If you are a dog or cat owner, especially a dog owner, you will have likely had it happen before.

You come down in the morning to a shocking smell and find a puddle of something brown, green or even frothy covering your kitchen floor. You’re not sure exactly which end it came from but it is definitely from your furry housemate, who is now conveniently as far away from the mess as possible.

Diarrhoea and/or vomiting in dogs and cats isn’t uncommon, so here at VioVet we have put together a step-by-step guide of what to do when diarrhoea and/or vomiting strikes:

  1. Check for any signs that your pet is seriously ill and if you see any of the following then contact your local vet:

    1. Blood in the vomit or diarrhoea

    2. Severe lethargy (your pet doesn't want to walk, seems in pain, and isn't easily roused) or any neurological/respiratory signs (seizures, shaking, breathing problems)

    3. Not eating or drinking for 24hrs. Your pet will likely not want to eat/drink for the first few hours but if this persists then contact your vet to be safe

    4. Your pet has eaten a known or possible toxin

  2. If your pet is generally quite bright then it is probably safe to monitor and treat with over the counter products
    Most cases of vomiting and diarrhoea are related to a scavenging event (a dog that ate something rotten in the park last night, or a cat that recently ate their kill) or a virus that requires supportive care to treat. We call this a mild gastroenteritis.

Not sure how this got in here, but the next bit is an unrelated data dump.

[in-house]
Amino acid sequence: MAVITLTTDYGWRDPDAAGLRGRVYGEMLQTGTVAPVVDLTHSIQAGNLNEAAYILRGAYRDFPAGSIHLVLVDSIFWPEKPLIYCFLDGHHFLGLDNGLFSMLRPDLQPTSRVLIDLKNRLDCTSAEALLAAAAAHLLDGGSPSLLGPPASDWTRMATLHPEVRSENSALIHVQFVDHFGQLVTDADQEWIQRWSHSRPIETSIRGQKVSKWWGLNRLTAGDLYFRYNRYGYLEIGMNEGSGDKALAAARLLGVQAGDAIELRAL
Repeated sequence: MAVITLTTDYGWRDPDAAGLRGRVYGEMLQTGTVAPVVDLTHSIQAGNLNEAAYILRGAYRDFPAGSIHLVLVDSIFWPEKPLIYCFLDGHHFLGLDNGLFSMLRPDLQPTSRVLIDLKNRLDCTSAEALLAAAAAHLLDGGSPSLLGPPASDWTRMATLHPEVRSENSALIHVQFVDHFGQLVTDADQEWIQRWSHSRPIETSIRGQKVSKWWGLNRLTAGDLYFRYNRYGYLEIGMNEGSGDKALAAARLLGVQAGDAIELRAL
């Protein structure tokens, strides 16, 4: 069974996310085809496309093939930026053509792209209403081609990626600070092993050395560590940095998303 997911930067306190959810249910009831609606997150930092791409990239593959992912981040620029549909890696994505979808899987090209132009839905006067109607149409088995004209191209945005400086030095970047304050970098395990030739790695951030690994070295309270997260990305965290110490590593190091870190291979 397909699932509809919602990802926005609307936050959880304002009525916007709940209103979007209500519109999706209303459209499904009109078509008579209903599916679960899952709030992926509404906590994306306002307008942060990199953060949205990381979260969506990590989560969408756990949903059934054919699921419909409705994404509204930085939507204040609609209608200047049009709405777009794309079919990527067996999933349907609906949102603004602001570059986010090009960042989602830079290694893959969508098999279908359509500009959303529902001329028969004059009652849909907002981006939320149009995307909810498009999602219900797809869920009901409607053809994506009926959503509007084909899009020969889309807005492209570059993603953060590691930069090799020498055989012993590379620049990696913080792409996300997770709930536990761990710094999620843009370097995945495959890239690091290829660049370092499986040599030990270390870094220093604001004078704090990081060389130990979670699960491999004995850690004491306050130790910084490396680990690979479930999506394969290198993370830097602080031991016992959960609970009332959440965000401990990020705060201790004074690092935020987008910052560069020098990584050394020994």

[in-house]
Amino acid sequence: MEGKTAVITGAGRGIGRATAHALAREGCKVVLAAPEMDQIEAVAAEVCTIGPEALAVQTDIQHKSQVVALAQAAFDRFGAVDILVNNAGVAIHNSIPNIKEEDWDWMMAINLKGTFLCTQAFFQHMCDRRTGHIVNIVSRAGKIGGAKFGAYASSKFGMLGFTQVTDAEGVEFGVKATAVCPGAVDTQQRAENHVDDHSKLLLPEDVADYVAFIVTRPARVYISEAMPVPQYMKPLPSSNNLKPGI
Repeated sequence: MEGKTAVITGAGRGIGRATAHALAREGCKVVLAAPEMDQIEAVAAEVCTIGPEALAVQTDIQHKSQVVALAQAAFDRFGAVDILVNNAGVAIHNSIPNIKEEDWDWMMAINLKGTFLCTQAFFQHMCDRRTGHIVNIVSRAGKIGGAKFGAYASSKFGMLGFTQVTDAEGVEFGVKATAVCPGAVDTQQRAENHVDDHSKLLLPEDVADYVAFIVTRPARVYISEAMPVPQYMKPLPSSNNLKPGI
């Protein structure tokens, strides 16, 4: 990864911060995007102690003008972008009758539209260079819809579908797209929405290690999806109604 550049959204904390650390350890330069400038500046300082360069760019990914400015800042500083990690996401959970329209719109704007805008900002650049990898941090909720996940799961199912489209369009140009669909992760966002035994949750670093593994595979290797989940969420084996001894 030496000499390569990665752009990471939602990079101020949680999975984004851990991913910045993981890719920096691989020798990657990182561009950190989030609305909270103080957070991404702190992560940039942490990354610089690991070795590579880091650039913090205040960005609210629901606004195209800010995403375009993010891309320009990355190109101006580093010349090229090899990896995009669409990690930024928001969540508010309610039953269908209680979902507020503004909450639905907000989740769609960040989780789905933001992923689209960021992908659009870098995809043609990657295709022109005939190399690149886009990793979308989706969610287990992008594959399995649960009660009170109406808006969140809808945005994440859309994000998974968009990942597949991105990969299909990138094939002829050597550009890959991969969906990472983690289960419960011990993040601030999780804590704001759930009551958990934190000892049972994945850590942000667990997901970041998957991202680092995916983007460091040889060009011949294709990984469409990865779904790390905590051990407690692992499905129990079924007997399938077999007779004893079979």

3. Withhold food
    There should be a short period of starvation until there has been at least 4 hours since the last vomiting episode. If there is no vomit then head to step 4) straight away.

  4. Feed bland food
    Ideally this should be specially formulated intestinal support diets. These speed up recovery and are naturally easy on the stomach/intestines which are likely mildly inflamed. Start by feeding a small amount, checking it stays down for a few hours, then feed again. We would always advise consulting your vet before feeding a prescription diet.

NB if your pet is allergic to any feeds, then always stick to their normal diet.

You can make your own bland food (cooked chicken or white fish, cooked rice, scrambled egg) but this is usually not quite as effective.

  1. Give a probiotic
    Often diarrhoea is caused by an imbalance in the normal gut flora. Probiotics help restore the normal gut flora and so speed up recovery. Below are a few we would recommend.

    1. ReguTum

    2. Protexin ProKolin

    3. Canikur

  2. Worming
    Ensure your pet’s worming schedule is up to date as worms can cause or worsen a mild diarrhoea. Seek advice from your vet regarding which wormers to use if you are unsure.

Normally a mild viral/scavenging related gastroenteritis will improve and resolve over 3-5 days with the previously mentioned treatment. If your pet’s vomiting and diarrhoea persists for 24-48hrs with no signs of improvement, then we would recommend contacting your vet. There are rarer, more serious causes of this that would need to be ruled out.

Thank you for reading! If you have any further questions about any of our products then please email or phone our customer services.

Written by: Dr. Nick Garside BVetMed MRCVS